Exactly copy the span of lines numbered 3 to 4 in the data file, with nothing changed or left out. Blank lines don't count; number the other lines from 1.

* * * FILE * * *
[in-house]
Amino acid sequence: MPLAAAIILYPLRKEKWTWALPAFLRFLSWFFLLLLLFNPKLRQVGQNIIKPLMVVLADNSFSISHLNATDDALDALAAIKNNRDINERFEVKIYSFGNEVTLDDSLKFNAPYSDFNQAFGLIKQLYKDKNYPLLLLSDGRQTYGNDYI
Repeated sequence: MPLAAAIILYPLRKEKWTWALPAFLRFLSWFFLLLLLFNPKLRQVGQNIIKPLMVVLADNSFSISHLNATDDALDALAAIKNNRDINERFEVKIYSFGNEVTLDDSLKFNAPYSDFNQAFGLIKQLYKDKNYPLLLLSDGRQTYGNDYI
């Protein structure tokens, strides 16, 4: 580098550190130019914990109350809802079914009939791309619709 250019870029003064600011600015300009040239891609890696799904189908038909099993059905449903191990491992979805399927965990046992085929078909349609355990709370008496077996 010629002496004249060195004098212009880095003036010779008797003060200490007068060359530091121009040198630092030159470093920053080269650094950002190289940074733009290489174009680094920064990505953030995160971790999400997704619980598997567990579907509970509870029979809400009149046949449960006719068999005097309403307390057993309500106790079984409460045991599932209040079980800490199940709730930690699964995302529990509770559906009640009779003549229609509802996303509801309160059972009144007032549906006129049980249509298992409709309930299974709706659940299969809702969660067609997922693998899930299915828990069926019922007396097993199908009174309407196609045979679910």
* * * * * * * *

Repeated sequence: MPLAAAIILYPLRKEKWTWALPAFLRFLSWFFLLLLLFNPKLRQVGQNIIKPLMVVLADNSFSISHLNATDDALDALAAIKNNRDINERFEVKIYSFGNEVTLDDSLKFNAPYSDFNQAFGLIKQLYKDKNYPLLLLSDGRQTYGNDYI
């Protein structure tokens, strides 16, 4: 580098550190130019914990109350809802079914009939791309619709 250019870029003064600011600015300009040239891609890696799904189908038909099993059905449903191990491992979805399927965990046992085929078909349609355990709370008496077996 010629002496004249060195004098212009880095003036010779008797003060200490007068060359530091121009040198630092030159470093920053080269650094950002190289940074733009290489174009680094920064990505953030995160971790999400997704619980598997567990579907509970509870029979809400009149046949449960006719068999005097309403307390057993309500106790079984409460045991599932209040079980800490199940709730930690699964995302529990509770559906009640009779003549229609509802996303509801309160059972009144007032549906006129049980249509298992409709309930299974709706659940299969809702969660067609997922693998899930299915828990069926019922007396097993199908009174309407196609045979679910």